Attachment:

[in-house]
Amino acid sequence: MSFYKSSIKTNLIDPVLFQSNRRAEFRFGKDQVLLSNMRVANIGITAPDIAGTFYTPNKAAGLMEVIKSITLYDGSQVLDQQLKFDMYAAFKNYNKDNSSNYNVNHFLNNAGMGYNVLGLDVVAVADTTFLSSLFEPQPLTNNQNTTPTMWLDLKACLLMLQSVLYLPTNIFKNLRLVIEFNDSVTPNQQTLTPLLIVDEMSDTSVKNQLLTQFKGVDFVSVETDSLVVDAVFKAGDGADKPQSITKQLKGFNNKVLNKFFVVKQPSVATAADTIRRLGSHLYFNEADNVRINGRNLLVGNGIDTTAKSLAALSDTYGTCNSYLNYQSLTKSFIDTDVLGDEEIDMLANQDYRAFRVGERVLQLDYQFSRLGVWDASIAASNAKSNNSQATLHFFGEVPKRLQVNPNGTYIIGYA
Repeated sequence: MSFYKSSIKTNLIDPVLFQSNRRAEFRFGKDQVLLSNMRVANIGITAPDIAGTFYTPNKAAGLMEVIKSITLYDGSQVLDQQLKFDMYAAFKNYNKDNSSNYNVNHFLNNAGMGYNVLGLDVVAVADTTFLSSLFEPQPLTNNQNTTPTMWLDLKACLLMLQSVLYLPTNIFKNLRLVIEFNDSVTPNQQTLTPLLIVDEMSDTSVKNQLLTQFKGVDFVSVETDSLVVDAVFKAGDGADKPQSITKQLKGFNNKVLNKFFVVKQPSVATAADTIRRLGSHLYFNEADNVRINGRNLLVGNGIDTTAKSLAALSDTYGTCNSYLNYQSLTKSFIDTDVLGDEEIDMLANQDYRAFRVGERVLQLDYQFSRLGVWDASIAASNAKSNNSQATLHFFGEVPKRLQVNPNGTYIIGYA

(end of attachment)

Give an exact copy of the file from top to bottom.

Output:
[in-house]
Amino acid sequence: MSFYKSSIKTNLIDPVLFQSNRRAEFRFGKDQVLLSNMRVANIGITAPDIAGTFYTPNKAAGLMEVIKSITLYDGSQVLDQQLKFDMYAAFKNYNKDNSSNYNVNHFLNNAGMGYNVLGLDVVAVADTTFLSSLFEPQPLTNNQNTTPTMWLDLKACLLMLQSVLYLPTNIFKNLRLVIEFNDSVTPNQQTLTPLLIVDEMSDTSVKNQLLTQFKGVDFVSVETDSLVVDAVFKAGDGADKPQSITKQLKGFNNKVLNKFFVVKQPSVATAADTIRRLGSHLYFNEADNVRINGRNLLVGNGIDTTAKSLAALSDTYGTCNSYLNYQSLTKSFIDTDVLGDEEIDMLANQDYRAFRVGERVLQLDYQFSRLGVWDASIAASNAKSNNSQATLHFFGEVPKRLQVNPNGTYIIGYA
Repeated sequence: MSFYKSSIKTNLIDPVLFQSNRRAEFRFGKDQVLLSNMRVANIGITAPDIAGTFYTPNKAAGLMEVIKSITLYDGSQVLDQQLKFDMYAAFKNYNKDNSSNYNVNHFLNNAGMGYNVLGLDVVAVADTTFLSSLFEPQPLTNNQNTTPTMWLDLKACLLMLQSVLYLPTNIFKNLRLVIEFNDSVTPNQQTLTPLLIVDEMSDTSVKNQLLTQFKGVDFVSVETDSLVVDAVFKAGDGADKPQSITKQLKGFNNKVLNKFFVVKQPSVATAADTIRRLGSHLYFNEADNVRINGRNLLVGNGIDTTAKSLAALSDTYGTCNSYLNYQSLTKSFIDTDVLGDEEIDMLANQDYRAFRVGERVLQLDYQFSRLGVWDASIAASNAKSNNSQATLHFFGEVPKRLQVNPNGTYIIGYA